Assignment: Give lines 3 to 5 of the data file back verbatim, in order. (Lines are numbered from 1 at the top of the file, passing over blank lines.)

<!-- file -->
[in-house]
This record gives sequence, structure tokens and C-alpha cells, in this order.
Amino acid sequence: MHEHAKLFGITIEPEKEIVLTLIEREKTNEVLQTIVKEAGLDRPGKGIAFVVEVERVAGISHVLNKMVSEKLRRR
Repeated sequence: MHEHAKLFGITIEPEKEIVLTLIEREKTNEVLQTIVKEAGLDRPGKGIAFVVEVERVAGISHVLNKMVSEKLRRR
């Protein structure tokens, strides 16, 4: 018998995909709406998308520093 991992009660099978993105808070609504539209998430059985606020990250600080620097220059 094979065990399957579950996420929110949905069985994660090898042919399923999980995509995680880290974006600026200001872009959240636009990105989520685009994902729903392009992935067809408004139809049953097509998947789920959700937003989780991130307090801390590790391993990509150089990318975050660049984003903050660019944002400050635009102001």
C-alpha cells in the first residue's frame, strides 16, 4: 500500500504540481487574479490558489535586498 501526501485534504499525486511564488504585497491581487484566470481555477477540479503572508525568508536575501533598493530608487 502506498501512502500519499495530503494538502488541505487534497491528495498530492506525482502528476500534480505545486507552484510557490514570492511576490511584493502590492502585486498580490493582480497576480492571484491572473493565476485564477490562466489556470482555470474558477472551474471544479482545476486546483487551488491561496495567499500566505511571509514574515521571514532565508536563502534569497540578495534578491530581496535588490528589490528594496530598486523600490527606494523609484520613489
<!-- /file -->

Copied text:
Amino acid sequence: MHEHAKLFGITIEPEKEIVLTLIEREKTNEVLQTIVKEAGLDRPGKGIAFVVEVERVAGISHVLNKMVSEKLRRR
Repeated sequence: MHEHAKLFGITIEPEKEIVLTLIEREKTNEVLQTIVKEAGLDRPGKGIAFVVEVERVAGISHVLNKMVSEKLRRR
């Protein structure tokens, strides 16, 4: 018998995909709406998308520093 991992009660099978993105808070609504539209998430059985606020990250600080620097220059 094979065990399957579950996420929110949905069985994660090898042919399923999980995509995680880290974006600026200001872009959240636009990105989520685009994902729903392009992935067809408004139809049953097509998947789920959700937003989780991130307090801390590790391993990509150089990318975050660049984003903050660019944002400050635009102001």